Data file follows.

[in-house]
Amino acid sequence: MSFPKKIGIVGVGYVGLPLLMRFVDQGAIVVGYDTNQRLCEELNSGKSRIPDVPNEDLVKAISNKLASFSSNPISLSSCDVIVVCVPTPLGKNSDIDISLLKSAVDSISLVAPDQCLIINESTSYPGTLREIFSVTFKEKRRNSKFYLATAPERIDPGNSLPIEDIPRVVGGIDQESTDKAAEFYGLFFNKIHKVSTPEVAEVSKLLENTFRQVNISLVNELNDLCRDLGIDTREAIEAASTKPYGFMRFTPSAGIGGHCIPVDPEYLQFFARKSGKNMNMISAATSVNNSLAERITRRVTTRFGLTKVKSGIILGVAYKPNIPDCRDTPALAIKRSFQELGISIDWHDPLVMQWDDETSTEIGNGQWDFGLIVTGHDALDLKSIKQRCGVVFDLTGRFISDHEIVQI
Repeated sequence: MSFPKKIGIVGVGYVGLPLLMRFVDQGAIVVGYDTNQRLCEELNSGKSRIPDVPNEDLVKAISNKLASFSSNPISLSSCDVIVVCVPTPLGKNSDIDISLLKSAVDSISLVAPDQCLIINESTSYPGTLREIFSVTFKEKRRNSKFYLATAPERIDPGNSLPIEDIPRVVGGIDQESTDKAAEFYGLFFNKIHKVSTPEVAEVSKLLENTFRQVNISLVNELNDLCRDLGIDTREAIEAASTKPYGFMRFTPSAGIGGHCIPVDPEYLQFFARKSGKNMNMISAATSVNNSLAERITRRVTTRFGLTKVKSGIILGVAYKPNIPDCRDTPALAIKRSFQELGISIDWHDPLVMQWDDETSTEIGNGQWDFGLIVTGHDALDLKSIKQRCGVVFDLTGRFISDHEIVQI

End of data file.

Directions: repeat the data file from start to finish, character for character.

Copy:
[in-house]
Amino acid sequence: MSFPKKIGIVGVGYVGLPLLMRFVDQGAIVVGYDTNQRLCEELNSGKSRIPDVPNEDLVKAISNKLASFSSNPISLSSCDVIVVCVPTPLGKNSDIDISLLKSAVDSISLVAPDQCLIINESTSYPGTLREIFSVTFKEKRRNSKFYLATAPERIDPGNSLPIEDIPRVVGGIDQESTDKAAEFYGLFFNKIHKVSTPEVAEVSKLLENTFRQVNISLVNELNDLCRDLGIDTREAIEAASTKPYGFMRFTPSAGIGGHCIPVDPEYLQFFARKSGKNMNMISAATSVNNSLAERITRRVTTRFGLTKVKSGIILGVAYKPNIPDCRDTPALAIKRSFQELGISIDWHDPLVMQWDDETSTEIGNGQWDFGLIVTGHDALDLKSIKQRCGVVFDLTGRFISDHEIVQI
Repeated sequence: MSFPKKIGIVGVGYVGLPLLMRFVDQGAIVVGYDTNQRLCEELNSGKSRIPDVPNEDLVKAISNKLASFSSNPISLSSCDVIVVCVPTPLGKNSDIDISLLKSAVDSISLVAPDQCLIINESTSYPGTLREIFSVTFKEKRRNSKFYLATAPERIDPGNSLPIEDIPRVVGGIDQESTDKAAEFYGLFFNKIHKVSTPEVAEVSKLLENTFRQVNISLVNELNDLCRDLGIDTREAIEAASTKPYGFMRFTPSAGIGGHCIPVDPEYLQFFARKSGKNMNMISAATSVNNSLAERITRRVTTRFGLTKVKSGIILGVAYKPNIPDCRDTPALAIKRSFQELGISIDWHDPLVMQWDDETSTEIGNGQWDFGLIVTGHDALDLKSIKQRCGVVFDLTGRFISDHEIVQI